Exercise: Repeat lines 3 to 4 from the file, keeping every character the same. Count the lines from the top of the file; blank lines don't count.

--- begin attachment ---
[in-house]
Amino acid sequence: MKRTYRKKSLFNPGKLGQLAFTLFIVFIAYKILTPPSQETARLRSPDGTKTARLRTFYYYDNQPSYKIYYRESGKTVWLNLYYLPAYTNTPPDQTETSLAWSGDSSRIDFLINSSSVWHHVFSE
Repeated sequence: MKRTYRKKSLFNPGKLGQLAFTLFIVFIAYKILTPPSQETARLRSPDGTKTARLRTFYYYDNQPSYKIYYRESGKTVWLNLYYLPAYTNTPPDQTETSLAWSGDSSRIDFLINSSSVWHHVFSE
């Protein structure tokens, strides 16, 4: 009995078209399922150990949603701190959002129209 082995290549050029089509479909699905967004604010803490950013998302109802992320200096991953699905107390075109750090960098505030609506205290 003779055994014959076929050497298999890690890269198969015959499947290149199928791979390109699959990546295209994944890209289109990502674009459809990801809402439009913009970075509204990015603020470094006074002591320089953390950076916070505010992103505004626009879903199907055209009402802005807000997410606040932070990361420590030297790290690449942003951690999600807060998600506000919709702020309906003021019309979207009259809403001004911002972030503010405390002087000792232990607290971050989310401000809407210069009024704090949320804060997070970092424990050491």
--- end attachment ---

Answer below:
Repeated sequence: MKRTYRKKSLFNPGKLGQLAFTLFIVFIAYKILTPPSQETARLRSPDGTKTARLRTFYYYDNQPSYKIYYRESGKTVWLNLYYLPAYTNTPPDQTETSLAWSGDSSRIDFLINSSSVWHHVFSE
């Protein structure tokens, strides 16, 4: 009995078209399922150990949603701190959002129209 082995290549050029089509479909699905967004604010803490950013998302109802992320200096991953699905107390075109750090960098505030609506205290 003779055994014959076929050497298999890690890269198969015959499947290149199928791979390109699959990546295209994944890209289109990502674009459809990801809402439009913009970075509204990015603020470094006074002591320089953390950076916070505010992103505004626009879903199907055209009402802005807000997410606040932070990361420590030297790290690449942003951690999600807060998600506000919709702020309906003021019309979207009259809403001004911002972030503010405390002087000792232990607290971050989310401000809407210069009024704090949320804060997070970092424990050491």